Sunday, May 09, 2010

Spicy cookies

This one is copyright 2010 Vivian Johnsen (just for the record )

Mexican Hot Chocolate Cookies

1 stick Mexican cinnamon
2 chiles de arbol
4 C sugar cookie mix
6 T water
2 T honey
6 T cocoa

Grind cinnamon and chiles together until fine. Add 1 T of the mix to a mixer with the rest of the ingredients. Combine the rest of the cinnamon/chile mix with 3 T of sugar and set aside. Form the dough into 1" balls and flatten slightly into the sugar mixture. Bake at 375 for 5-7 minutes.

Tuesday, April 06, 2010

Recipe testing for Cook's Ilustrated

I have my fourth recipe to test for Cook's Illustrated magazine. It is fun to do - I certainly felt special when the first recipe I tested, for beef stroganoff, was in the April issue. Today I am doing cookies. This is the first time I have found an error in how the recipe is written. The flour and sugar are given in both cups and ounces. The sugar is divided, but the weight of the division is not provided. And if you measure cups, the total of the parts does not equal the initial amount measured. So I made an educated guess. First tray is in the oven. I think the dough was waaaay too soft, so put the rest into the fridge for a few minutes. We'll see how it goes. At least I am looking forward to eating my results!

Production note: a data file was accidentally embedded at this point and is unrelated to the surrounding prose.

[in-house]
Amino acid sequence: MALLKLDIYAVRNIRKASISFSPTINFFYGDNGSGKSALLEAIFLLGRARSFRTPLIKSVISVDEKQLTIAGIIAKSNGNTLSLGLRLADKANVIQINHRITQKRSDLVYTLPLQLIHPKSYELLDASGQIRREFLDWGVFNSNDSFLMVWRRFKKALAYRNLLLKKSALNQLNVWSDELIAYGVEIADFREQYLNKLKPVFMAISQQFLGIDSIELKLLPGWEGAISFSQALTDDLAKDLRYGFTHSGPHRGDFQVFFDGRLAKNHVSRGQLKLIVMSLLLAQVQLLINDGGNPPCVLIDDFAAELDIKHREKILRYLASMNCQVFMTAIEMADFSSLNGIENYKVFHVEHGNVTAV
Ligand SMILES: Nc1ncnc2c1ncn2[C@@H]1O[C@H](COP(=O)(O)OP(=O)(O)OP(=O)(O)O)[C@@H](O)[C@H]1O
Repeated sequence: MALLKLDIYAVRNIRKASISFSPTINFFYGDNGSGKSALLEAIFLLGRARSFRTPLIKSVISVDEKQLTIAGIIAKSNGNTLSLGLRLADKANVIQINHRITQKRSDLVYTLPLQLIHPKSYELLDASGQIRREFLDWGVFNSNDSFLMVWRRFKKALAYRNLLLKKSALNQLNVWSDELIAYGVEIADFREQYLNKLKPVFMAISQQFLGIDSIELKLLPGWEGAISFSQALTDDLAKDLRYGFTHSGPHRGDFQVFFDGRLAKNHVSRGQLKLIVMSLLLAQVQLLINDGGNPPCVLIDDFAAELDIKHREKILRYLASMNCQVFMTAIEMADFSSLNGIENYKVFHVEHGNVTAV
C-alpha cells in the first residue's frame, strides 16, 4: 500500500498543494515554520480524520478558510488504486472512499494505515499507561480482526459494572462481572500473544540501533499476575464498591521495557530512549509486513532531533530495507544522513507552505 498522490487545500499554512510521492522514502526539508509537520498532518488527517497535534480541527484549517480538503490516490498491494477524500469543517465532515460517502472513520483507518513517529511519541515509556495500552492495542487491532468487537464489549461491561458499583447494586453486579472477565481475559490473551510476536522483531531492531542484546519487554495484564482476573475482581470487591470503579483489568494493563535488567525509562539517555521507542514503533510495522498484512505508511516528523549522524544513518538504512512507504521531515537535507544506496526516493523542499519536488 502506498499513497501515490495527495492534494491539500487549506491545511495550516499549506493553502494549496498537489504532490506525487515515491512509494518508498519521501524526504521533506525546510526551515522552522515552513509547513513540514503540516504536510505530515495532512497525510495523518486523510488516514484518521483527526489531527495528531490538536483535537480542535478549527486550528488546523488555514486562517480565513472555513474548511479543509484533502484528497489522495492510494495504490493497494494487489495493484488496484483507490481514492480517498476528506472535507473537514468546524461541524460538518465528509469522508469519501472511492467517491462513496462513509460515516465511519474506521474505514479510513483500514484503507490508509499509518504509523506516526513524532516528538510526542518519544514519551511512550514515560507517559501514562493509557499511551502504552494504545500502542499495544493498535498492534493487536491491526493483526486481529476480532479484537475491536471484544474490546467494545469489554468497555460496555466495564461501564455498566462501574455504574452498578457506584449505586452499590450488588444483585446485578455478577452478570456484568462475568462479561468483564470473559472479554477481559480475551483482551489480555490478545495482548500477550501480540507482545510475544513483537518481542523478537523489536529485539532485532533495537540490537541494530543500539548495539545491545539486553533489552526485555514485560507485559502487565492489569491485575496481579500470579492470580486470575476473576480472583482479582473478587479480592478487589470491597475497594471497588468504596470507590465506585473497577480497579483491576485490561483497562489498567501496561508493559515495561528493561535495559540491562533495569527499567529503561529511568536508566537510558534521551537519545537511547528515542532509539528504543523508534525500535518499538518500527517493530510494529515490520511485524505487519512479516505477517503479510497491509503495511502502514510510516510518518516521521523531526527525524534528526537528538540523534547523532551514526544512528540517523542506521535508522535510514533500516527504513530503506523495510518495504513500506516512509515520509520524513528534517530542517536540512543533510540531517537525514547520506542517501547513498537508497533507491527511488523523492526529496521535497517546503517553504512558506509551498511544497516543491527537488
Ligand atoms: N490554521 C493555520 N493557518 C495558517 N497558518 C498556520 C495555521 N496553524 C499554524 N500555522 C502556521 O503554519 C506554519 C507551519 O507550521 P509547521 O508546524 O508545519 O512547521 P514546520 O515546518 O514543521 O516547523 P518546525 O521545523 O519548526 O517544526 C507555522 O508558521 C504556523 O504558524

Monday, March 08, 2010

Lobster and Dungeness Crab Newburg crepes

A relative of mine just sent an email about how my cooking is always a "deluxe event." I think what I am trying to do with my cooking is make “deluxe” an everyday thing without it seeming too fussy.